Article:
DEATH VALLEY, Calif. – Clear skies, telescopes, and engaging speakers combined for a stellar experience at this year’s Dark Sky Festival in Death Valley National Park. The programs had a total attendance of 5,568. Many people stayed for all three days and enjoyed multiple programs.
The Dark Sky Festival included auditorium talks, field trips, astrophotography workshops, night sky tours and other presentations held from February 10 through 12. Over 1,500 people looked through telescopes hosted by the Las Vegas Astronomical Society.
“It was exciting to see so many people travel to Death Valley to enjoy the night sky,” said Superintendent Mike Reynolds. “This was a special opportunity for the public to interact directly with top scientists studying the planets and stars. And Death Valley National Park is an ideal place for this, because the park has supported a lot of planetary science research.”
The event’s partners included the Ames Research Center, California Institute of Technology (Caltech), Death Valley Natural History Association, Jet Propulsion Laboratory, Las Vegas Astronomical Society, NASA’s Goddard Space Flight Center, and SETI (Search for Extraterrestrial Intelligence).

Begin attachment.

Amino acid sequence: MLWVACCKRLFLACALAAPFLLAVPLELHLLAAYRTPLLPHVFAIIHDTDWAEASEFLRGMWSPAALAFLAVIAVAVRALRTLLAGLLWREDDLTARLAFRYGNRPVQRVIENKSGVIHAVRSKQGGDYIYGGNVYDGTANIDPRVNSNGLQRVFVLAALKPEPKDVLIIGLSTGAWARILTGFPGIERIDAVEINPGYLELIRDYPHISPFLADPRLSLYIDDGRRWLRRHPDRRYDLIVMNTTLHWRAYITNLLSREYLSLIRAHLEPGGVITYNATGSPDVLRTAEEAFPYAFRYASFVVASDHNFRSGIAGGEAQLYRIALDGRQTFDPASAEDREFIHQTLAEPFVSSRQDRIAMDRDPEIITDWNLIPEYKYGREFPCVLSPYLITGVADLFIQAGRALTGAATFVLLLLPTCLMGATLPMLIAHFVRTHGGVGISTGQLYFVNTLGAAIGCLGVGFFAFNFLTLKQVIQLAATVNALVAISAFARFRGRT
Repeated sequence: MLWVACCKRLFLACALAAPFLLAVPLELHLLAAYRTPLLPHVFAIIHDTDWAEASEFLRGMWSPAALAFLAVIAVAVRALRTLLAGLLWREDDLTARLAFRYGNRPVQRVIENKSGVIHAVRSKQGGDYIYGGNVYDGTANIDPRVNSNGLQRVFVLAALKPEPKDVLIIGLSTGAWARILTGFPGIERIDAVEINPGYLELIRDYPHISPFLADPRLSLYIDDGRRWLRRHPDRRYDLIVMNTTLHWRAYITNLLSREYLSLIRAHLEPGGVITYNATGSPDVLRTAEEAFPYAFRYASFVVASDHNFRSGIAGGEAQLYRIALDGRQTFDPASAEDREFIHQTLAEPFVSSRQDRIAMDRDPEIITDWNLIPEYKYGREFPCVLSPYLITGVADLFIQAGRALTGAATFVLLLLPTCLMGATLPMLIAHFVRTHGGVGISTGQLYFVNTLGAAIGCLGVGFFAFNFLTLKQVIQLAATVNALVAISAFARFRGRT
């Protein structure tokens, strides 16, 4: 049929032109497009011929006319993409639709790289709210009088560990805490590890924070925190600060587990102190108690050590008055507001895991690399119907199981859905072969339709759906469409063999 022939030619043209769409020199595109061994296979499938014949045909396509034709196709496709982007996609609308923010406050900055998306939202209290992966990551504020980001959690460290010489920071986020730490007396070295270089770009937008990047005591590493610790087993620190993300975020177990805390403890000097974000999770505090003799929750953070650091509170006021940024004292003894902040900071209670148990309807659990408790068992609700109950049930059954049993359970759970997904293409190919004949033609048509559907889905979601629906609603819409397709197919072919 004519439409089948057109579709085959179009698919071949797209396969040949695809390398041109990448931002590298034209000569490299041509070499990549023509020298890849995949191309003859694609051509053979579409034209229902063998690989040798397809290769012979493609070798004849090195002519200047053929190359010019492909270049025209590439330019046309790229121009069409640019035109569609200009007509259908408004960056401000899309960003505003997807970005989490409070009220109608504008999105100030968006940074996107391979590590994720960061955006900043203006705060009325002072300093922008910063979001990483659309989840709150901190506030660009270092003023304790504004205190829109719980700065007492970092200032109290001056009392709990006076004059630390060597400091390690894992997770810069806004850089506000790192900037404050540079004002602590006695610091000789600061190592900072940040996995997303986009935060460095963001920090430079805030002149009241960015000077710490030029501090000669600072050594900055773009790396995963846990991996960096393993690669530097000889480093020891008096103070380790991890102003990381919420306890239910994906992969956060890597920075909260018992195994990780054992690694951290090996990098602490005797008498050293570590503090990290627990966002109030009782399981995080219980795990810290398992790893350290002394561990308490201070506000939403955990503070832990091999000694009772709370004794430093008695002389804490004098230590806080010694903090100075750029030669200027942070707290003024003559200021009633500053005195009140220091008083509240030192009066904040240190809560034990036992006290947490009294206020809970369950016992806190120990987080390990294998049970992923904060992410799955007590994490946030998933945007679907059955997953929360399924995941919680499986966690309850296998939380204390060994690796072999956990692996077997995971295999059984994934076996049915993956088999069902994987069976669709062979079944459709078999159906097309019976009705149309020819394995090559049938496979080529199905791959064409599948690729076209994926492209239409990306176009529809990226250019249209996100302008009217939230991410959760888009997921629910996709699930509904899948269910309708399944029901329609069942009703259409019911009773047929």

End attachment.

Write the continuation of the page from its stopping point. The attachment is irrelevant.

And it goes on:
The festival is an annual celebration of space and planetary science in one of the darkest locations in the United States. Dates for the 2024 Dark Sky Festival have not been set yet.
Death Valley National Park is the homeland of the Timbisha Shoshone and preserves natural resources, cultural resources, exceptional wilderness, scenery, and learning experiences within the nation’s largest conserved desert landscape and some of the most extreme climate and topographic conditions on the planet. Learn more at www.nps.gov/deva.
(Photo Below: Ralph Lorenz, from the John Hopkins Applied Physics Lab, talks about the exploration of Venus. NPS photo by J. Hallett)
(Photo below: Michael Tuite from NASA Jet Propulsion Laboratory leads a guided field program at Mars Hill in Death Valley. NPS photo by J. Hallett )